In my Weekly Insanity Roundup of last week, I Linked #14 ("The HORROR ") to a story about a poor Palestinian who was asked to take his violin out of its case and play it at a checkpoint to show it did not contain explosives. Human Rights activists were outraged and horrified at this obvious violation of the man's rights and demeaning of his dignity. I thought the entire thing was blown out of proportion. Silly me. The outrage has spread and there have been op-ed pieces and protests and conflicting reports and all the usual hoopla associated with the outraged sensitivities of Liberals all over the globe.
To give some perspective to this madness, I would like to point you to this article in the Israel Insider (hat tip: PowerLine):
The story of the soldier and the violinist has been blown way out of proportion to its significance. I too would like it removed from the media burner. But not before another musical instrument gets its deserved mention. I'm referring to a guitar. One that also grabbed a few headlines on 9th August, 2001.
On that morning, Izzadin Al-Masri, the newly-religious son of a well-to-do Palestinian restaurateur, passed through a machsom -- a checkpoint -- on the edge of West Jerusalem. Accompanied by a Palestinian women dressed as an Israeli to allay suspicions, he strode into the center of the city. A guitar case was slung over his shoulder. At 1:45 pm, he reached the intersection of King George and Jaffa streets. The restaurant was packed with mothers and children. This was lunch time, and the country's schools were closed for summer vacation. Al-Masri entered easily -- there was no security guard. Seconds later, he activated the explosives in his guitar and murdered fifteen Israelis in cold blood. My daughter Malki, 15, was one of them.
Has Machsom Watch forgotten that terror attack? Did Haaretz as well? And what about the apologetic IDF spokesperson? Or does the meddlesome Machsom Watch have them all shivering in their pants? The person who truly ought to make them shiver is Abdullah Barghouti. On Tuesday, this senior Hamas operative was sentenced to 67 life terms in prison for his responsibility in terror attacks that resulted in the deaths, by murder, of 66 Israelis. Barghouti lived in his native Kuwait until five years ago when he moved to Ramallah.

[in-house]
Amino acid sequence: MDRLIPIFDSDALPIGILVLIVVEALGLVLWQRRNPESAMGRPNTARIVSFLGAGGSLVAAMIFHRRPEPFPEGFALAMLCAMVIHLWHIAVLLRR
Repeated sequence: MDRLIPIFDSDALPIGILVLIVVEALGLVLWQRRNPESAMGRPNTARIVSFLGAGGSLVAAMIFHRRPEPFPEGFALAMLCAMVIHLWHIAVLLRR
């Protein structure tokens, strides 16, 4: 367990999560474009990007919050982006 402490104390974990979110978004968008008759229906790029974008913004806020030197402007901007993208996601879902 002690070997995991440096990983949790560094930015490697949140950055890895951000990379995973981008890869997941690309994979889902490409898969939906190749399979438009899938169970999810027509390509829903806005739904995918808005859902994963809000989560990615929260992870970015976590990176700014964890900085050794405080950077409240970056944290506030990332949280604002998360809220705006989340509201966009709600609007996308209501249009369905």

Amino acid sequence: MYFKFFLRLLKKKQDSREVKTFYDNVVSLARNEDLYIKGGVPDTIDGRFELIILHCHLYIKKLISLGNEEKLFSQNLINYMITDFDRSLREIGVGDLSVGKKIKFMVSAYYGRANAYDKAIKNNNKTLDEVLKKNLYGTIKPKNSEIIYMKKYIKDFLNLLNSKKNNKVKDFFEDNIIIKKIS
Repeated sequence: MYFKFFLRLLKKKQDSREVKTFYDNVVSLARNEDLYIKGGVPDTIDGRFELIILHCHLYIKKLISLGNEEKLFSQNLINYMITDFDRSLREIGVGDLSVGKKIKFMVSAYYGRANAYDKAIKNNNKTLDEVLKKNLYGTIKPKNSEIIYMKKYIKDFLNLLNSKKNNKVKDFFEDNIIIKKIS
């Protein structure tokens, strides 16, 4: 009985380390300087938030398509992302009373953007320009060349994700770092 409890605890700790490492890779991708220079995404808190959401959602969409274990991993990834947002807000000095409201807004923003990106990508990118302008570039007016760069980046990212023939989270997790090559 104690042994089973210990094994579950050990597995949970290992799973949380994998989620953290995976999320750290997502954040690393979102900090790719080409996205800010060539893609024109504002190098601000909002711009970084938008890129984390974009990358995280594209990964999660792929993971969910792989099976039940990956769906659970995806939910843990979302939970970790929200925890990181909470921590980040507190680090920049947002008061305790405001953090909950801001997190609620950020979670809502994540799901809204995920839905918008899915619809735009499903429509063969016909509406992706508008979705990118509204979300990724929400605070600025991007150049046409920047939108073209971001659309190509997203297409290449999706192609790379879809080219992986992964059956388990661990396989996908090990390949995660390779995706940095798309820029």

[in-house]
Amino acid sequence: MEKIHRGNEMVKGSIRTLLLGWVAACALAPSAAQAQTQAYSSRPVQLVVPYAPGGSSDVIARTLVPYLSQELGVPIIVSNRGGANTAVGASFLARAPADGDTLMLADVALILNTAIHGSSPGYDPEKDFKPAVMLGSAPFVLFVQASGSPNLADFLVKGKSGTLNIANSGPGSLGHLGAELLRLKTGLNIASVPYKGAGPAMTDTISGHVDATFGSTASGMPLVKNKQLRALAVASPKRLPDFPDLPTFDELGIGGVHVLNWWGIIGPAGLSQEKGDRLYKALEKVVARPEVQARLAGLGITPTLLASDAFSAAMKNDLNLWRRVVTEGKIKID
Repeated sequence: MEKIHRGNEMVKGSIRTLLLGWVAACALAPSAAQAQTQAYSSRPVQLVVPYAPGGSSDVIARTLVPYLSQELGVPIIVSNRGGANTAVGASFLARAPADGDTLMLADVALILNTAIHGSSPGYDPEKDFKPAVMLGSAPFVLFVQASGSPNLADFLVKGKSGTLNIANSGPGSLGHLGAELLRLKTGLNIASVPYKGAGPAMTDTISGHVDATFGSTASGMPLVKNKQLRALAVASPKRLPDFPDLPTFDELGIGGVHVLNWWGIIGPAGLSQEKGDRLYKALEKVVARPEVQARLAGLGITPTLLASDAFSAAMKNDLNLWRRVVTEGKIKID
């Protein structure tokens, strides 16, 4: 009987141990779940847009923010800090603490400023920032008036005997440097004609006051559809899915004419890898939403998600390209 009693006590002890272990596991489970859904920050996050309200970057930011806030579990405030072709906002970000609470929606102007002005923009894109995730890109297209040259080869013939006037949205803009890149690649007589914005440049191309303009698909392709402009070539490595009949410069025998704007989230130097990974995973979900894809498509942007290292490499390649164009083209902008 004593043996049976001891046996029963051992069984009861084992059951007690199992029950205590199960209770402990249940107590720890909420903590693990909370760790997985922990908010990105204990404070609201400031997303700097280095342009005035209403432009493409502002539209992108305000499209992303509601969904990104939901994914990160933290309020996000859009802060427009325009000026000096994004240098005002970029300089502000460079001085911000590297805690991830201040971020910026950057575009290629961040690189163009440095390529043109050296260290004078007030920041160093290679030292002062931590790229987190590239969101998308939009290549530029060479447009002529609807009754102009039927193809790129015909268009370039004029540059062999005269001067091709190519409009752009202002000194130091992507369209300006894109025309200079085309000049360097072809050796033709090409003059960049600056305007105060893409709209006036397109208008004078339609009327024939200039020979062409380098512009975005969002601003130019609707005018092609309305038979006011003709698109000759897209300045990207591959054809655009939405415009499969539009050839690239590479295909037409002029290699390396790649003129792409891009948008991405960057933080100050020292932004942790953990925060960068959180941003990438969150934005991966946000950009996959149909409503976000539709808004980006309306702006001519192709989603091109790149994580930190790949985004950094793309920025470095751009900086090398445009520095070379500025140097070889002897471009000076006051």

An engineer, he built the bomb that murdered the Sbarro fifteen as well as the victims of two other lethal attacks in Jerusalem and another in Rishon Letzion. I watched him on television confessing that, yes, he did fill a guitar with explosives. "In a guitar? Why in a guitar?" a shocked TV interviewer asked. "This is war," the stone-faced Barghouti answered.
It seems to me that far too many people have forgotten that basic truth. This is war. We are under attack. Machsom Watch volunteers have a problem acknowledging that. It is a dangerous problem.
I just don't get it, I guess. Why the bleeding hearts react with outrage, horror and condemnation over events like the Palestinian violinist; but are strangely silent about videotaped beheadings, suicide bombers, and children utilized as living bombs by terrorist masters? On the heirarchy of evil, where does telling a man at a checkpoint (a checkpoint whose purpose is to prevent suicide bombers from entering Israel) to take out a violin and play it; and where do savage killings, terrorizing, and mutilation of innocents rank? I have no doubt that in some minds the Israeli guard's actions in this case prove beyond a shadow of a doubt that the Israelis are a bunch of "terrorists"--just as Abu Grhaib "proved" that the U.S. was basically the source of evil in the world. But in making such assertions, all a person proves is that he or she is morally incapable of making a a distinction between inconvenience and murder (in the Israeli guard's case); and between the independent actions of a few which violated military policy versus a stated policy to attack and kill as many innocents as possible (in the Abu Grhaib case).
Remember what the confessed murderer Bhargouti says above (the same Bhargouti who now is running for Palestinian president from his jail cell- where is the outrage about that, I wonder?): "This is war." And we damn well better not forget it.
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